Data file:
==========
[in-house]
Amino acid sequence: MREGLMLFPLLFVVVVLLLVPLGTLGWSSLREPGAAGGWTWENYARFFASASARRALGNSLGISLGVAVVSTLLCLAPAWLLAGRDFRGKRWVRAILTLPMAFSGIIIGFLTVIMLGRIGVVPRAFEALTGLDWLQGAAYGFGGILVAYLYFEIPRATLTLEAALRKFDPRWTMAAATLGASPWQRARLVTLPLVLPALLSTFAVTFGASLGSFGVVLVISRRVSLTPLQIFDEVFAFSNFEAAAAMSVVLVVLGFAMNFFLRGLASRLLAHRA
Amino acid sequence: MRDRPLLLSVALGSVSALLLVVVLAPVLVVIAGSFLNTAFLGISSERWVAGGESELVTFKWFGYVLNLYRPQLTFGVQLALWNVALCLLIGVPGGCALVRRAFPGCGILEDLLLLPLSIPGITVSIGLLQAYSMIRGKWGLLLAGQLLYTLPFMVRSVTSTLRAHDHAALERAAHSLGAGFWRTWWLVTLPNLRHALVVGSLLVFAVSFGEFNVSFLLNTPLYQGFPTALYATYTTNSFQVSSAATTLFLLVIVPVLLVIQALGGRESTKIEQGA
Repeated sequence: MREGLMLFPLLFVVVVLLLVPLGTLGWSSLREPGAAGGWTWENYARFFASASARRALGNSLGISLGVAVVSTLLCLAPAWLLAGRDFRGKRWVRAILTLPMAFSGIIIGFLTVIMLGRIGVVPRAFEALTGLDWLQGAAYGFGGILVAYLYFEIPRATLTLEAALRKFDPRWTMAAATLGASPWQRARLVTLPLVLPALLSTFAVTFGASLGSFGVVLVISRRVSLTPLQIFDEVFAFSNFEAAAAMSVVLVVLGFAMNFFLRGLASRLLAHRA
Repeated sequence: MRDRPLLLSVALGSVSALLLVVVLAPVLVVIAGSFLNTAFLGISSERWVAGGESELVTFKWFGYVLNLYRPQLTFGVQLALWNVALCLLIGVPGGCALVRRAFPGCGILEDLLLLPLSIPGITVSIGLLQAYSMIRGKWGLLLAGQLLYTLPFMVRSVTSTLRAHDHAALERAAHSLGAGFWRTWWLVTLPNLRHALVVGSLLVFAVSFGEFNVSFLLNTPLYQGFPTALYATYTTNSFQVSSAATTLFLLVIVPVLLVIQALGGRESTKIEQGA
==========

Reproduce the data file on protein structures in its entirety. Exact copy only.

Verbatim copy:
[in-house]
Amino acid sequence: MREGLMLFPLLFVVVVLLLVPLGTLGWSSLREPGAAGGWTWENYARFFASASARRALGNSLGISLGVAVVSTLLCLAPAWLLAGRDFRGKRWVRAILTLPMAFSGIIIGFLTVIMLGRIGVVPRAFEALTGLDWLQGAAYGFGGILVAYLYFEIPRATLTLEAALRKFDPRWTMAAATLGASPWQRARLVTLPLVLPALLSTFAVTFGASLGSFGVVLVISRRVSLTPLQIFDEVFAFSNFEAAAAMSVVLVVLGFAMNFFLRGLASRLLAHRA
Amino acid sequence: MRDRPLLLSVALGSVSALLLVVVLAPVLVVIAGSFLNTAFLGISSERWVAGGESELVTFKWFGYVLNLYRPQLTFGVQLALWNVALCLLIGVPGGCALVRRAFPGCGILEDLLLLPLSIPGITVSIGLLQAYSMIRGKWGLLLAGQLLYTLPFMVRSVTSTLRAHDHAALERAAHSLGAGFWRTWWLVTLPNLRHALVVGSLLVFAVSFGEFNVSFLLNTPLYQGFPTALYATYTTNSFQVSSAATTLFLLVIVPVLLVIQALGGRESTKIEQGA
Repeated sequence: MREGLMLFPLLFVVVVLLLVPLGTLGWSSLREPGAAGGWTWENYARFFASASARRALGNSLGISLGVAVVSTLLCLAPAWLLAGRDFRGKRWVRAILTLPMAFSGIIIGFLTVIMLGRIGVVPRAFEALTGLDWLQGAAYGFGGILVAYLYFEIPRATLTLEAALRKFDPRWTMAAATLGASPWQRARLVTLPLVLPALLSTFAVTFGASLGSFGVVLVISRRVSLTPLQIFDEVFAFSNFEAAAAMSVVLVVLGFAMNFFLRGLASRLLAHRA
Repeated sequence: MRDRPLLLSVALGSVSALLLVVVLAPVLVVIAGSFLNTAFLGISSERWVAGGESELVTFKWFGYVLNLYRPQLTFGVQLALWNVALCLLIGVPGGCALVRRAFPGCGILEDLLLLPLSIPGITVSIGLLQAYSMIRGKWGLLLAGQLLYTLPFMVRSVTSTLRAHDHAALERAAHSLGAGFWRTWWLVTLPNLRHALVVGSLLVFAVSFGEFNVSFLLNTPLYQGFPTALYATYTTNSFQVSSAATTLFLLVIVPVLLVIQALGGRESTKIEQGA